Peter Davis likes to think Margaret Thatcher had two key plastics qualities in abundance: durability and transparency.
"You always knew where she stood," Davis, director-general of the British Plastics Federation (BPF), told PlasticsToday.
Britain's first woman prime minister Margaret Thatcher died of a stroke on Monday, at the age of 87. The 'Iron Lady' held the prime minister position from 1979 to 1990.
Davis said that he got to know Margaret Thatcher when he became special advisor to the then Secretary of State for the Environment, Kenneth Baker. Thatcher approved his appointment.
"Whenever I met her, I knew she would be very well briefed with a good command of detail and I would be prepared for some searching questions and the benefit of her views," he said.
He recalled one day when Thatcher came into his office and saw some leaflets on planned taxation changes.
"She said pointedly, 'the Scots are not doing enough to promote this,'" he said. "So as soon as she left I phoned the Scottish office special adviser and told him to warn his Minister she was on the warpath."
Calling her a "conviction politician with a very clear set of principles," Davis said there were heady times in her government with huge, overdue reforms being implemented, deficit reduction and the collapse of the Iron Curtain. And then there were the conflicts: the miners strike and the Falklands war.
"It was an exciting time of real change and I would not have missed it for the world," he said.
Molded by her early experience in the plastics industry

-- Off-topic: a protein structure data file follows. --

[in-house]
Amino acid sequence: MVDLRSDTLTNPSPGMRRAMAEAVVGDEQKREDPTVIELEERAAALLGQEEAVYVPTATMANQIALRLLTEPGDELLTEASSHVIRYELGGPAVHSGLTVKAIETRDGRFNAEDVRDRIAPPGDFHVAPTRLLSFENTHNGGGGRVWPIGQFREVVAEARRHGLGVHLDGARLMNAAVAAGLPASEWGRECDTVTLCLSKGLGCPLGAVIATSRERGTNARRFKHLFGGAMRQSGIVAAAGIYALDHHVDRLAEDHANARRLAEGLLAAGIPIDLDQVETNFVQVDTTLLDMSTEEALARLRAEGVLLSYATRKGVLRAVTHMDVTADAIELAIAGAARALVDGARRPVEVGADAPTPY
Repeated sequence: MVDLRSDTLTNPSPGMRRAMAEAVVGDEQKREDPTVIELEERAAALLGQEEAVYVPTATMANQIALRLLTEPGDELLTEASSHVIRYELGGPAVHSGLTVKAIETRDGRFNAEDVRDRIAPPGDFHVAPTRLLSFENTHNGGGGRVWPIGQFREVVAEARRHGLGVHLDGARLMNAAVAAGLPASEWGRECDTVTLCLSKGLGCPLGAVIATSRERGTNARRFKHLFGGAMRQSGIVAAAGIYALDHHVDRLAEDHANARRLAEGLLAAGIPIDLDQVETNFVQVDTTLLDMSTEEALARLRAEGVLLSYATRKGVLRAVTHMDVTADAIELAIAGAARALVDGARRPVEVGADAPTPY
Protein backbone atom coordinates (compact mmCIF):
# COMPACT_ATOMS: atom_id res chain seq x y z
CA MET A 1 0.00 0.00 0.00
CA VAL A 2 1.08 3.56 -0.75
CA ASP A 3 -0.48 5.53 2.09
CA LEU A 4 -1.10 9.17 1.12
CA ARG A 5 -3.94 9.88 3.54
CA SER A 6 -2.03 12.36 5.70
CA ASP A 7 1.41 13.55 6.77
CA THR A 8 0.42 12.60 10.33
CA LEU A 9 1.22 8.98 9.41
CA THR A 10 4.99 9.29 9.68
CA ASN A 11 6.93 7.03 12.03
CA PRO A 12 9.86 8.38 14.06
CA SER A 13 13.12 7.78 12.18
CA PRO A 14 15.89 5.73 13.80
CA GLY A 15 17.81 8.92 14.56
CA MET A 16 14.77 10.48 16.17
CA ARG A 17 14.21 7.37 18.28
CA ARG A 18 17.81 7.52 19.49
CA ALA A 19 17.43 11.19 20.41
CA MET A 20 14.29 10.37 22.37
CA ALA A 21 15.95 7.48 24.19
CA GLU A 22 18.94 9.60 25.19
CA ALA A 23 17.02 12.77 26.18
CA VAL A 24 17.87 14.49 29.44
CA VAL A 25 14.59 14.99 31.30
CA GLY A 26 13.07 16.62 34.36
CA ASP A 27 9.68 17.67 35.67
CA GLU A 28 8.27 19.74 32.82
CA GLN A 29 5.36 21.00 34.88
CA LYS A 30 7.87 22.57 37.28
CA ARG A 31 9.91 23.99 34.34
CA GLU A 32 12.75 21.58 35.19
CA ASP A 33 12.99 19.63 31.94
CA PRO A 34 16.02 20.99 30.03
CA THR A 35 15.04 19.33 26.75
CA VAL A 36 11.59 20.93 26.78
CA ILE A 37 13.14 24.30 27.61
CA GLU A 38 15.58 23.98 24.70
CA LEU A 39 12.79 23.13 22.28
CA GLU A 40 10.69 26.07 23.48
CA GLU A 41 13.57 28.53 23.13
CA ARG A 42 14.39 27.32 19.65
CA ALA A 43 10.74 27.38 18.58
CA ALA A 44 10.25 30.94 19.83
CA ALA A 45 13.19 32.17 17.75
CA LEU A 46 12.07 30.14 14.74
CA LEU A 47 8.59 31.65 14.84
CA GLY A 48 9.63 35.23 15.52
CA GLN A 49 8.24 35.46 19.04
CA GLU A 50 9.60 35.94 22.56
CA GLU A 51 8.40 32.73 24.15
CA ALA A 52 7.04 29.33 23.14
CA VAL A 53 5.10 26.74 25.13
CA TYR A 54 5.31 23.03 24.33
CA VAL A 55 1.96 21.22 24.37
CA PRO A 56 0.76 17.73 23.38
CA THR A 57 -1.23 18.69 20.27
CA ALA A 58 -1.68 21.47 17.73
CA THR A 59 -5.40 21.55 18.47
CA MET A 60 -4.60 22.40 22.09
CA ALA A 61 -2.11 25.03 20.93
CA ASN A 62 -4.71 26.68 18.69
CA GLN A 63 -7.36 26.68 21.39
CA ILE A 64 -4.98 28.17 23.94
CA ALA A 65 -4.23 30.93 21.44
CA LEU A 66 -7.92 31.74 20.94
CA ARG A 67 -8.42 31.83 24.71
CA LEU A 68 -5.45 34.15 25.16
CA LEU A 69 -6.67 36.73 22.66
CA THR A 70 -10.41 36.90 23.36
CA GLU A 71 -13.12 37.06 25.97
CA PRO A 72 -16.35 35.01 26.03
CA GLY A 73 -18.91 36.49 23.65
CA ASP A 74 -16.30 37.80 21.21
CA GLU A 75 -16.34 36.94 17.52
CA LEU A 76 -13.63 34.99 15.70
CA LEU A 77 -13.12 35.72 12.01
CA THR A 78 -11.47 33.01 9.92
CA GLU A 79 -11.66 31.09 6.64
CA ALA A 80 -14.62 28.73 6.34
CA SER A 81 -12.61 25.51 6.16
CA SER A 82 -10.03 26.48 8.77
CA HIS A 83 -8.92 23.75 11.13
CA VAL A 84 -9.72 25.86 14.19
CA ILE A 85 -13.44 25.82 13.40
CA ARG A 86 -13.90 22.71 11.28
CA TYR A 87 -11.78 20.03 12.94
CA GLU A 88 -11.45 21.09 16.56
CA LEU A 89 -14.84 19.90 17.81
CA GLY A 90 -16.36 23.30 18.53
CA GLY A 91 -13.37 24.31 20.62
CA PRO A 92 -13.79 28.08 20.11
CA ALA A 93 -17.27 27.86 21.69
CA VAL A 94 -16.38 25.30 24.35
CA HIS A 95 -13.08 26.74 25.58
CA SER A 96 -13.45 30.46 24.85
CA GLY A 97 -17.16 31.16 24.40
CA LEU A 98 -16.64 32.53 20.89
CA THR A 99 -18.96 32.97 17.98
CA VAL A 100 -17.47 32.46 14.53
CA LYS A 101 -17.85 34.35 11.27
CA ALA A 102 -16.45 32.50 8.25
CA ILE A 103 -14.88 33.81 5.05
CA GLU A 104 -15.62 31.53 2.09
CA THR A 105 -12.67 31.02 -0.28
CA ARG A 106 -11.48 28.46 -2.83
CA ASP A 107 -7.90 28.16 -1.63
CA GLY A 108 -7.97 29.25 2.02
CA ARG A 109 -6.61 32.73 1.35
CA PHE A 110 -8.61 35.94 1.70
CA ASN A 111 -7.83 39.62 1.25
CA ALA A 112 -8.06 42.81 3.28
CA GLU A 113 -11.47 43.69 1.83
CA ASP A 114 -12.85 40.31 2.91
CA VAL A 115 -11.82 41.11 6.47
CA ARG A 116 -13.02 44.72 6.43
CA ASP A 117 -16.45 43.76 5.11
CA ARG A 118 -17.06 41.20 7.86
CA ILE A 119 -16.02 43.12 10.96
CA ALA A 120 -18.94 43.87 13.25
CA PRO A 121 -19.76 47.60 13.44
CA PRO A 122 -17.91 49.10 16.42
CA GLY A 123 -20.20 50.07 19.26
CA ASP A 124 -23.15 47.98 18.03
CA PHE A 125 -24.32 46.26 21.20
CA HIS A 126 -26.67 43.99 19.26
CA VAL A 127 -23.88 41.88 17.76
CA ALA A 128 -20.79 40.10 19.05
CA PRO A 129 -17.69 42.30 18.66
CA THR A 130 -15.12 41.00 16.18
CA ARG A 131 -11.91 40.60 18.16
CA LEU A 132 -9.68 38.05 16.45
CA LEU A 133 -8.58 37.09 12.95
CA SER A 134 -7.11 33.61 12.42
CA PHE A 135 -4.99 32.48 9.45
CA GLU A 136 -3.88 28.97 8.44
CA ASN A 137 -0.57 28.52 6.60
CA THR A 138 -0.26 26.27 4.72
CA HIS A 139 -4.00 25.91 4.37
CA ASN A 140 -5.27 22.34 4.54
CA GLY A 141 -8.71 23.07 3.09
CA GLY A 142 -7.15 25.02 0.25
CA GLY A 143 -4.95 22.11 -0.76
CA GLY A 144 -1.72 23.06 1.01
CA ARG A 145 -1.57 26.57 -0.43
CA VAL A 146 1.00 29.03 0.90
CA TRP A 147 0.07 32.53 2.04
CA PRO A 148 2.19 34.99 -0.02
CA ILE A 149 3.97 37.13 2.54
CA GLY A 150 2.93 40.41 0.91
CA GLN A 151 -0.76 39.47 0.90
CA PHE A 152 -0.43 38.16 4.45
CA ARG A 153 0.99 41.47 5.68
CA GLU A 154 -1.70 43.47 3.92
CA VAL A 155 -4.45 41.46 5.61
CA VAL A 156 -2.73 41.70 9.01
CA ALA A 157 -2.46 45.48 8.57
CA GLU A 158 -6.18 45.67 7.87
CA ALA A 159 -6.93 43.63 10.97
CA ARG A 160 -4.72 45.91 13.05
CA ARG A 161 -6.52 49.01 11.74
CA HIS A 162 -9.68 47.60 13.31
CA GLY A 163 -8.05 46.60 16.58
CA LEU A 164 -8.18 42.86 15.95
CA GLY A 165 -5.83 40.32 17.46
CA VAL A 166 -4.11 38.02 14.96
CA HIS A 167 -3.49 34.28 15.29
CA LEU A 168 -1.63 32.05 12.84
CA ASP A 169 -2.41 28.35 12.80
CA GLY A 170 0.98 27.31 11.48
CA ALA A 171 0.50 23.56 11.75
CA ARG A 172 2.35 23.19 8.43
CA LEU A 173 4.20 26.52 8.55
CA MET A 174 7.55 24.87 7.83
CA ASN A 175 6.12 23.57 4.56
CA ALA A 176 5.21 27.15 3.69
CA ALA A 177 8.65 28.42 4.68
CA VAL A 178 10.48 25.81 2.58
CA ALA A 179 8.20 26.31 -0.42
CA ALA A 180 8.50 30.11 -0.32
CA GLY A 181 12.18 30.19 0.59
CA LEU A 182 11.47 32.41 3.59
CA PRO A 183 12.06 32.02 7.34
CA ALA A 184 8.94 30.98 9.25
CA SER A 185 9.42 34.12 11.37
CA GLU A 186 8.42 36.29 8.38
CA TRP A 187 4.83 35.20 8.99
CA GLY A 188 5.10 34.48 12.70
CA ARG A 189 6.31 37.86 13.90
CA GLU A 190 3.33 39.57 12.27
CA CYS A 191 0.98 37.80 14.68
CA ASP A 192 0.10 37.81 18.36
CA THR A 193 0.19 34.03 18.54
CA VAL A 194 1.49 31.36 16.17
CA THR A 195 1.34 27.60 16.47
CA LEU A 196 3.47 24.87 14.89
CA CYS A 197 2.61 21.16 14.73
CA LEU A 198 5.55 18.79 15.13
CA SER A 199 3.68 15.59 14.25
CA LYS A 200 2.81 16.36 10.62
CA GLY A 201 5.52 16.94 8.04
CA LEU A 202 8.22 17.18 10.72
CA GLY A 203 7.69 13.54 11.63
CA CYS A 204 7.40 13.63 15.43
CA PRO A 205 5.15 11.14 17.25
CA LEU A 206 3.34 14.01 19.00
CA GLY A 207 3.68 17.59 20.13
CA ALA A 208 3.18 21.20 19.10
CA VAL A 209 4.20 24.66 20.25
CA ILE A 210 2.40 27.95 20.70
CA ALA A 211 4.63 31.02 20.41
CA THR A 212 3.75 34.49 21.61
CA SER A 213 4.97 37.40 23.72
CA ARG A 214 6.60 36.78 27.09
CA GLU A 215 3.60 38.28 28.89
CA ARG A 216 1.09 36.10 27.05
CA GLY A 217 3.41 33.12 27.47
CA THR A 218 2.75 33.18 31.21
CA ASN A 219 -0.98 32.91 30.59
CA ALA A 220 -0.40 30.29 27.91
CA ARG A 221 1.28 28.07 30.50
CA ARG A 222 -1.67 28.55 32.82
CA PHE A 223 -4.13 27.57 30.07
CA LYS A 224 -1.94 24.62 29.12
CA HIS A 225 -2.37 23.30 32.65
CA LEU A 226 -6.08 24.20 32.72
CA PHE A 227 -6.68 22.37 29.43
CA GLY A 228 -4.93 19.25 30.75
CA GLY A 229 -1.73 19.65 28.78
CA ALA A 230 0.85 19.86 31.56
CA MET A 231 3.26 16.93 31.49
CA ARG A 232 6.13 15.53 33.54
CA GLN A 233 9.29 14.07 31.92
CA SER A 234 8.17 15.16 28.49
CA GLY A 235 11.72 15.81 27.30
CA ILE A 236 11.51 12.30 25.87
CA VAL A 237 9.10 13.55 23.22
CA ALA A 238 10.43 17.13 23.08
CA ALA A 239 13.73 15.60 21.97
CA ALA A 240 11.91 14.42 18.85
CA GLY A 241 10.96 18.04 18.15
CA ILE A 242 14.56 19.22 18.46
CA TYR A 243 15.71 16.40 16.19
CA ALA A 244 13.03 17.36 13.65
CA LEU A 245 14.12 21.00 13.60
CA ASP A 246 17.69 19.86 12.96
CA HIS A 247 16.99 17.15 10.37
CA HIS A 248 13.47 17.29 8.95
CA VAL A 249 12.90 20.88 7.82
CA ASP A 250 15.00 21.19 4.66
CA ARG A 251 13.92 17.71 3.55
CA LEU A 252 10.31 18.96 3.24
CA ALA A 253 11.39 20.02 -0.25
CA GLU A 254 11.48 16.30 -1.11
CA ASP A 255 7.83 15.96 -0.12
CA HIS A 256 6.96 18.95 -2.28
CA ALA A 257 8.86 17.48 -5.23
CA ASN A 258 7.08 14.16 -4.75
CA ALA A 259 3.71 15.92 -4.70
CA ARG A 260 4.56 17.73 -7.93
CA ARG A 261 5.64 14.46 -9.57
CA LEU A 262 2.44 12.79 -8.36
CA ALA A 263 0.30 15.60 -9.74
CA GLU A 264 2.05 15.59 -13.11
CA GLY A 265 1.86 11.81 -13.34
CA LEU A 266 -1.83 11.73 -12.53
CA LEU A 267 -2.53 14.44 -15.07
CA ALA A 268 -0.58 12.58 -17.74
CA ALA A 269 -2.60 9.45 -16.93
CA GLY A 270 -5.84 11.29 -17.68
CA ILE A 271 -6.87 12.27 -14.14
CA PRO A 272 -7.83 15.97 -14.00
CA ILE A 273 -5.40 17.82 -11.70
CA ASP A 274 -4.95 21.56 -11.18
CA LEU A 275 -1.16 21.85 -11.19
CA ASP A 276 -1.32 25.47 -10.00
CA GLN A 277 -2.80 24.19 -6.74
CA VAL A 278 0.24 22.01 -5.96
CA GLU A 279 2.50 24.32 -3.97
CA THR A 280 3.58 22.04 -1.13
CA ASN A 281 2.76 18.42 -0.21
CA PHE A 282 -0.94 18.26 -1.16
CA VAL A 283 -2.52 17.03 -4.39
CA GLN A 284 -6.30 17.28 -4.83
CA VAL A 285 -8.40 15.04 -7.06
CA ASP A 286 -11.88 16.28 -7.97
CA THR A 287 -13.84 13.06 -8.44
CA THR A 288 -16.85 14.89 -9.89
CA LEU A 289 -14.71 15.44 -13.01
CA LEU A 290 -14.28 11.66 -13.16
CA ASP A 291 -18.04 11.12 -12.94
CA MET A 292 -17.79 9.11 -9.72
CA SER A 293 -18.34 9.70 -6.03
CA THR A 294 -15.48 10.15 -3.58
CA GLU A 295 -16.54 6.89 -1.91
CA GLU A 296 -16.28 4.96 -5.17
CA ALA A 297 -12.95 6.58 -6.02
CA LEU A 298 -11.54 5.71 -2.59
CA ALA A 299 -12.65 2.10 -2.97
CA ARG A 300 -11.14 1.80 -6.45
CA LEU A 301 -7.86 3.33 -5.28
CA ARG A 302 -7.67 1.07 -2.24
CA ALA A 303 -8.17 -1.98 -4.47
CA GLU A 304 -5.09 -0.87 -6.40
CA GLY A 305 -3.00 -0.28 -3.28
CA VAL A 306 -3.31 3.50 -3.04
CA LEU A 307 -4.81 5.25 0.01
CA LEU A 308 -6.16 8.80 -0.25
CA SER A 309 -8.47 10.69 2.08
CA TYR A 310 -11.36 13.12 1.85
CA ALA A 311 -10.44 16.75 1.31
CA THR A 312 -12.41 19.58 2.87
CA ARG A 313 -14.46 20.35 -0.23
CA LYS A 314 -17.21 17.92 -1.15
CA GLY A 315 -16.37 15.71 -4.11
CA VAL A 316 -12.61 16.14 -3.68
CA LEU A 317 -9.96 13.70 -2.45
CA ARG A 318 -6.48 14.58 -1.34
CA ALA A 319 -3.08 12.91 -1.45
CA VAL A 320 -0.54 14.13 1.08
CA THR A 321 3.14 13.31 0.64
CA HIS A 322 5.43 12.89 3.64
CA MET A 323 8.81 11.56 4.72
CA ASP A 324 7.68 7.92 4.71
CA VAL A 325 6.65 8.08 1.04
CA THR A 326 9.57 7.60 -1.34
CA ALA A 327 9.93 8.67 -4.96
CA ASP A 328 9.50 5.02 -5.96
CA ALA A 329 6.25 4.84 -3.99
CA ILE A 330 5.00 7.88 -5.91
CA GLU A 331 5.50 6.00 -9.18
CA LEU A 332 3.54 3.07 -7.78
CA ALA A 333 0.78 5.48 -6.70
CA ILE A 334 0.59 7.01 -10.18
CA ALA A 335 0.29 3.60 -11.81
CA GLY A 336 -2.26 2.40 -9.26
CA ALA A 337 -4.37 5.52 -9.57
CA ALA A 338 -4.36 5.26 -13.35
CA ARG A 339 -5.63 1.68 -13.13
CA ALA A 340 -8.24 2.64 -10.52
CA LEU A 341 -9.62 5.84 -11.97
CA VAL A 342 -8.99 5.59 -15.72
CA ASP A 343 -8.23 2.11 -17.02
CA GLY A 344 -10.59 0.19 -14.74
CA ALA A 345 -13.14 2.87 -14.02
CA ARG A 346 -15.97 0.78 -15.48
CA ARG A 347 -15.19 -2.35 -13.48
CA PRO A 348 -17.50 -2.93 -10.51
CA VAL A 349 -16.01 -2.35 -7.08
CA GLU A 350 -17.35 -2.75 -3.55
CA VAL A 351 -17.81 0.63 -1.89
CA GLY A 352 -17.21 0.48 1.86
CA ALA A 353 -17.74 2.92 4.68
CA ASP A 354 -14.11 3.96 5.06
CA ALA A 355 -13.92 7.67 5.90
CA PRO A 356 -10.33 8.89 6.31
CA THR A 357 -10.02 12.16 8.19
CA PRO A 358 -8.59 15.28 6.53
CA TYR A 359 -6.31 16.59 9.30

What is probably not so well known about the Iron Lady was her time in the plastics industry, Davis said. In 1947, BX Plastics took on 17 new researchers. Three were women and one of them was the newly graduated Thatcher.
At BX, she worked on surface tensions to develop an adhesive to stick PVC to wood or metal. The technical director said she was "very conscientious, hard working" but "not too popular" with her colleagues, although he didn't expand on her lack of popularity.
"We are all particularly shaped by our first jobs and I feel Margaret Thatcher must have been as well in understanding the importance of the innovation potential of plastics at that time," Davis said. "She did a great deal to stimulate enterprise in companies, as well as individuals, and I am sure were molded by her early experience in the plastics industry."
BX held several patents on plastic products and manufacturing processes in the 1960s and was eventually acquired by Xylonite in the 1980s.
Davis said when Margaret Thatcher came into government she was not prepared to continue subsidizing old uneconomic smokestack industries and many of them faded away. The UK plastics industry, however, "thrived benefiting from substantial inward investment from the U.S. and Japan, in particular."
She said during one election, "You may not like me but you know what I stand for." Davis said from his perspective she was the leading prime minister for many decades and leaves a lasting legacy, which will endure.
"She was a gifted parliamentarian who always enjoyed arguing her case in the House of Commons," he said. "I never saw any opponent get the better of her."